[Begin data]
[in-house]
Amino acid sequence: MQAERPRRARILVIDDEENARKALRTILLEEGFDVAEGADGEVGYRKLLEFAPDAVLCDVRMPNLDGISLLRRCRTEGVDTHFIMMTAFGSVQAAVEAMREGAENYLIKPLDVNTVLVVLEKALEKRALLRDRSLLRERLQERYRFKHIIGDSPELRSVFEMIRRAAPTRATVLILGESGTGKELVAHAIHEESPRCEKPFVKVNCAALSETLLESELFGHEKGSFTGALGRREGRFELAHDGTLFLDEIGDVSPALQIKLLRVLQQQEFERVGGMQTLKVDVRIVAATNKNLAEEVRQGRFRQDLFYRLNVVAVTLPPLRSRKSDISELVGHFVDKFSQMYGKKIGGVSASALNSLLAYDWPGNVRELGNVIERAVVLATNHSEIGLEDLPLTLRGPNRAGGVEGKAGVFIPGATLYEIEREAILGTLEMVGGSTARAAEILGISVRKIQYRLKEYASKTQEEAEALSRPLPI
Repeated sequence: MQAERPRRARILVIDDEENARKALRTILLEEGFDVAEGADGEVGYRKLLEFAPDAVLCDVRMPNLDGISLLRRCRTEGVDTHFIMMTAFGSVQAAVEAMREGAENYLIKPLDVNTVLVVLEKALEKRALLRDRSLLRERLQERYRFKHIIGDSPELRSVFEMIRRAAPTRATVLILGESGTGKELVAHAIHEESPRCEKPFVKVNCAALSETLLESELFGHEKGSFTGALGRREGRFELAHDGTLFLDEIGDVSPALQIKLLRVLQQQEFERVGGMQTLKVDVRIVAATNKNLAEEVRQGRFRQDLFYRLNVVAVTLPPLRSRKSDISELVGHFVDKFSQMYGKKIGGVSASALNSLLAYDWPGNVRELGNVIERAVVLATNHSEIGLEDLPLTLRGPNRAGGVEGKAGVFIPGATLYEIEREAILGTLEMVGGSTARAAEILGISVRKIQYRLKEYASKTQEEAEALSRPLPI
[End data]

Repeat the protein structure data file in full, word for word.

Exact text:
[in-house]
Amino acid sequence: MQAERPRRARILVIDDEENARKALRTILLEEGFDVAEGADGEVGYRKLLEFAPDAVLCDVRMPNLDGISLLRRCRTEGVDTHFIMMTAFGSVQAAVEAMREGAENYLIKPLDVNTVLVVLEKALEKRALLRDRSLLRERLQERYRFKHIIGDSPELRSVFEMIRRAAPTRATVLILGESGTGKELVAHAIHEESPRCEKPFVKVNCAALSETLLESELFGHEKGSFTGALGRREGRFELAHDGTLFLDEIGDVSPALQIKLLRVLQQQEFERVGGMQTLKVDVRIVAATNKNLAEEVRQGRFRQDLFYRLNVVAVTLPPLRSRKSDISELVGHFVDKFSQMYGKKIGGVSASALNSLLAYDWPGNVRELGNVIERAVVLATNHSEIGLEDLPLTLRGPNRAGGVEGKAGVFIPGATLYEIEREAILGTLEMVGGSTARAAEILGISVRKIQYRLKEYASKTQEEAEALSRPLPI
Repeated sequence: MQAERPRRARILVIDDEENARKALRTILLEEGFDVAEGADGEVGYRKLLEFAPDAVLCDVRMPNLDGISLLRRCRTEGVDTHFIMMTAFGSVQAAVEAMREGAENYLIKPLDVNTVLVVLEKALEKRALLRDRSLLRERLQERYRFKHIIGDSPELRSVFEMIRRAAPTRATVLILGESGTGKELVAHAIHEESPRCEKPFVKVNCAALSETLLESELFGHEKGSFTGALGRREGRFELAHDGTLFLDEIGDVSPALQIKLLRVLQQQEFERVGGMQTLKVDVRIVAATNKNLAEEVRQGRFRQDLFYRLNVVAVTLPPLRSRKSDISELVGHFVDKFSQMYGKKIGGVSASALNSLLAYDWPGNVRELGNVIERAVVLATNHSEIGLEDLPLTLRGPNRAGGVEGKAGVFIPGATLYEIEREAILGTLEMVGGSTARAAEILGISVRKIQYRLKEYASKTQEEAEALSRPLPI